The overarching goal of Wu group's research is to apply advanced engineered micro-tubing reactors to serve as better platforms to provide new chemical transformations and sustainable manufacturing with relevance to contemporary problems. Our lab is focusing on exploring new fundamental reactions that directly transform abundant feedstocks (natural gases, unfunctionalized alkanes and silanes) into value-added products in an atom- and step-economic fashion, and harvest visible-light by chemical means and using light-energy as energy input for chemical transformations.
Researches of our group have been highlighted and summarized by:
Development of Advanced Reactors
Our group invented the first time a “stop-flow” micro-tubing (SFMT) reactor platform, which combines elements from both continuous-flow and conventional batch reactors. Continuous-flow micro-tubing reactor is not efficient for parallel reaction screening and long-term reactions. The SFMT reactor effectively addresses these limitations. It is proven to be quite efficient during screening for gas/liquid and light-mediated reactions. Owing to its ease of access and operation, high efficiency, enhanced safety, and green nature, the SFMT platform promises to become an important method complementary to the current reaction apparatus used in organic laboratories.
(i) Chem. Sci. 2017, 8, 3623-3627.
(ii) Video see: J. Vis. Exp. 2018, 131, e56897
C-H, Si-H, B-H Activation under
Direct C-H, Si-H transformation has attracted continuous interest since the early 1970s because it meets not only the atom- and step-economy for green and sustainable synthesis, but also the understanding of the intrinsic features of the broadly existing C-H bonds in organic molecules, such as their accessibility, activity, and selectivity. The emerging photocatalysis provides mild and convenient strategies to access open-shell reactive radicals, offering enormous opportunities for C-H, Si-H bond functionalization. In line with our continuous interests in developing green and sustainable synthetic methodology using visible-light as the energy source, our research group has contributed to C-H and Si-H activations via three different strategies:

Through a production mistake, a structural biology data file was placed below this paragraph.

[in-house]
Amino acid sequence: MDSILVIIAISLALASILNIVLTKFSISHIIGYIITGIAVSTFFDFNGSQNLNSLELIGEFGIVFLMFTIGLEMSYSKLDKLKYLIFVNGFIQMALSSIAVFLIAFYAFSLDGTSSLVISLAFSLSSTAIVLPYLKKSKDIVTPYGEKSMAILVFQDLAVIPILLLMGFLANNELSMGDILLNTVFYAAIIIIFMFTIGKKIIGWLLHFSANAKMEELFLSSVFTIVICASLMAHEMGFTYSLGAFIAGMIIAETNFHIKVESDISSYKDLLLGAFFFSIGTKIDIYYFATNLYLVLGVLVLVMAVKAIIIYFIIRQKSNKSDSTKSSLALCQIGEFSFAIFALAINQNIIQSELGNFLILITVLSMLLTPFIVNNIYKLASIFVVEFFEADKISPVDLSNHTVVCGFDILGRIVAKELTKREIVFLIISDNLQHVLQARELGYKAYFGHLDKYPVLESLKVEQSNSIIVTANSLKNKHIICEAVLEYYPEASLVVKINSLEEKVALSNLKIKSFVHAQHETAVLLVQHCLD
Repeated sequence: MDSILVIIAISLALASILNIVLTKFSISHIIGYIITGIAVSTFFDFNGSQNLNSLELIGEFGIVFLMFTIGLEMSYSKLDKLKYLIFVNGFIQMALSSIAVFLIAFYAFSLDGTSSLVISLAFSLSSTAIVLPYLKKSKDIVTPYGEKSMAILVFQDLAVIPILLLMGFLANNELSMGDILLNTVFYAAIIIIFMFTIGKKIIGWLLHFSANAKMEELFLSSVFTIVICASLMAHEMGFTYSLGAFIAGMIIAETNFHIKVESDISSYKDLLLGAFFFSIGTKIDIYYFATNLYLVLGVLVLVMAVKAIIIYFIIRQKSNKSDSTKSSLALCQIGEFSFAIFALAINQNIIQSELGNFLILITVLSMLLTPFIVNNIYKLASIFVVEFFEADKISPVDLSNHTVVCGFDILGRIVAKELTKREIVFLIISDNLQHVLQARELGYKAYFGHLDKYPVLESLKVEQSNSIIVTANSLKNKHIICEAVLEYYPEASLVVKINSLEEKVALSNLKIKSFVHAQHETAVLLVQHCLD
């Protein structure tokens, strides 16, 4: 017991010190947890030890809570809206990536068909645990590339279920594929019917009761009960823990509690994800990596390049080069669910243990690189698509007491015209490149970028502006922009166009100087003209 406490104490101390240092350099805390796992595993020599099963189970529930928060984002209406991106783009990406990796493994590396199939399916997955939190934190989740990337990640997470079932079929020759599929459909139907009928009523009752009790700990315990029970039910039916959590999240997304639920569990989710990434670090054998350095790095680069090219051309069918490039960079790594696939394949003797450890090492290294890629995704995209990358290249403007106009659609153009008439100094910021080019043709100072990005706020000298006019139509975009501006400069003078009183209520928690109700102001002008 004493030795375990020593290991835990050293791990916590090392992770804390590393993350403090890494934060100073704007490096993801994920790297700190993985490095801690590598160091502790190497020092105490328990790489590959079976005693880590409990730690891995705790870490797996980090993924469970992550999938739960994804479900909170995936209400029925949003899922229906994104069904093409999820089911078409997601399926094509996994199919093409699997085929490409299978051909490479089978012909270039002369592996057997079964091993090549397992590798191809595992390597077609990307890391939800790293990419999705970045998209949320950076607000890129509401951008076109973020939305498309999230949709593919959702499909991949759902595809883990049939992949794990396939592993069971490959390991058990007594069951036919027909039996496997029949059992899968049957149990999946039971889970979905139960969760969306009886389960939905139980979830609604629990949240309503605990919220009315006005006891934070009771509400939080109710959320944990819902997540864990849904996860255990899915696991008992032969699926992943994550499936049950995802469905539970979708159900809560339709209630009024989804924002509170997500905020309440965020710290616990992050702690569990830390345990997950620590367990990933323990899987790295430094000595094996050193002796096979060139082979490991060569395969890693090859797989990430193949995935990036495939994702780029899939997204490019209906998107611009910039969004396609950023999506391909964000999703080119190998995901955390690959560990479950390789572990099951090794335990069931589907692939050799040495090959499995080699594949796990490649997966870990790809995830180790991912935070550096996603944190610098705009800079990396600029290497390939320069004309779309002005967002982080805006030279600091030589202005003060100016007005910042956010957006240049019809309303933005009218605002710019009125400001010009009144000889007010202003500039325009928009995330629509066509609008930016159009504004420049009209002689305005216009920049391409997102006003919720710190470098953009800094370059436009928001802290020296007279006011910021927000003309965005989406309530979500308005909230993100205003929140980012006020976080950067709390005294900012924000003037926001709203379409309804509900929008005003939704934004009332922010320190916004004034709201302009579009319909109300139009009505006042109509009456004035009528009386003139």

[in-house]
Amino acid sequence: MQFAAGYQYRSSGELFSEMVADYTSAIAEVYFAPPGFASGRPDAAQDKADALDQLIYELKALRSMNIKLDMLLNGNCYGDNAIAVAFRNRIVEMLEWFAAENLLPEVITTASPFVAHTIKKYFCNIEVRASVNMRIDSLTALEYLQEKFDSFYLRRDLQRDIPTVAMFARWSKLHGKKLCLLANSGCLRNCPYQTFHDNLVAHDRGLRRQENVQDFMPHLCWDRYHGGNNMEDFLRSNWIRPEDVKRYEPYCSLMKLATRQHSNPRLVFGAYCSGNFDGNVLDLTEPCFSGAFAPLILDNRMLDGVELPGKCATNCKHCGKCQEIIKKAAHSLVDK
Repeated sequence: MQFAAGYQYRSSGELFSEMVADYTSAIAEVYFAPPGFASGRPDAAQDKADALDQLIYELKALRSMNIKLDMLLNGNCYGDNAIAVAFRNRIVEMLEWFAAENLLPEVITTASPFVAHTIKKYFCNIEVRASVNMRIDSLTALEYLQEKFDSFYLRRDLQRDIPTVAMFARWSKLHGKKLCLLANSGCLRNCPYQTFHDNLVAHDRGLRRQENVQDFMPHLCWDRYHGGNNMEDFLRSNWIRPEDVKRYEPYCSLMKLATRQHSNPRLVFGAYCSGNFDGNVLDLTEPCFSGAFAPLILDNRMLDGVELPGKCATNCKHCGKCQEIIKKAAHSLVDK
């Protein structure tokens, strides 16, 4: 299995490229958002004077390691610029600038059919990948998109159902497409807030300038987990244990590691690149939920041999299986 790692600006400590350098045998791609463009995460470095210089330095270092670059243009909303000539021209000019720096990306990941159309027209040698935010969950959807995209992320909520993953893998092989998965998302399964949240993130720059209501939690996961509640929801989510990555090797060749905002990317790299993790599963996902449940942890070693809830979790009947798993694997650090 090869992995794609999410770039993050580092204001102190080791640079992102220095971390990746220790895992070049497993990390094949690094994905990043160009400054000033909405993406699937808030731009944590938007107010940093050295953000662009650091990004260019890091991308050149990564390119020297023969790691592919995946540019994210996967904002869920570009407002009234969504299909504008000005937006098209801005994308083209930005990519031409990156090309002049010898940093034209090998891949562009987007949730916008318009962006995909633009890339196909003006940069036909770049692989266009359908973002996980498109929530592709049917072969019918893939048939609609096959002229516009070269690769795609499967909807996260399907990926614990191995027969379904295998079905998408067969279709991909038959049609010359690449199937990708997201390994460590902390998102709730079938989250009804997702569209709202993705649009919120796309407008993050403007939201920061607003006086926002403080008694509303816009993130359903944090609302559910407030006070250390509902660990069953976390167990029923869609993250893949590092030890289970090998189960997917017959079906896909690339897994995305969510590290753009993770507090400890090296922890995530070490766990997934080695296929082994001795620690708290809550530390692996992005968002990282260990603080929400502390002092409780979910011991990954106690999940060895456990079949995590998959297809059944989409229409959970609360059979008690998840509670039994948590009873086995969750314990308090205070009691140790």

(i) C(sp3)-H activations via only photoredox: Chem. Sci. 2017, 8, 4654; ACS Catal. 2018, 8, 6224.
(ii) C(sp3)-H activations via direct HAT photocatalysis: Angew. Chem. Int. Ed. 2018, 57, 8514.
(iii) C(sp3)-H activations via synergistic merging of photoredox and HAT catalysis: J. Am. Chem. Soc. 2017, 139, 13579. Angew. Chem. Int. Ed. 2017, 56, 16621. Angew. Chem. Int. Ed. 2018, 57, 12661.
Visible-light-mediated fine chemical
synthesis using natural gas feedstocks
Natural gas feedstocks such as acetylene, CO2, methane and ethane are inexpensive, non-toxic and available in virtually unlimited amounts, which can be used as substitutes for limited fossil fuel resources. However, its research and application for fine chemical synthesis is significantly restricted by the requirement of complicate apparatus, especially for high-pressure and photo-transformations. The development of SFMT reactor provides an ideal platform to evaluate gas-involved transformation under light promoted conditions due to the increased light penetration and enhanced gas/liquid surface to volume ratio associated tieh micro-tubing reactors. Our group has developed several new fundamental reactions that directly convert inexpensive gaseous feedstocks to value added-chemicals using visible-light as the energy source.
Acetylene gas: Chem. Sci. 2017, 8, 3623-3627.
CO2 gas: (i) J. Am. Chem. Soc. 2018, 140, 5257−5263; (ii) Angew. Chem. Int. Ed. 2018, 57, 17220-17224.
Ethane gas: Angew. Chem. Int. Ed. 2018, 57, 12661.
Ethylene gas: Chem. 2019, 5, 192-203.
Development of flow-based end-to-end API synthesis
Compared to stepwise batch synthesis, multistep continuous flow synthesis enables the combination of multiple synthetic steps into a single and uninterrupted reactor network, thereby circumventing the need to isolate intermediates, and enabling automated synthesis. However, despite many advantages and much progress in end-to-end API continuous-flow synthesis, several hurdles still need to be overcome. For instance, solvent and reagent incompatibility between individual steps, build-up pressure of reactors, substrate dispersion, and requirement of regeneration of reagent and scavenger columns, limit the maximum number of sequential steps in flow. We are trying to develop new prototypes of multistep flow synthesis that can avoid those problems.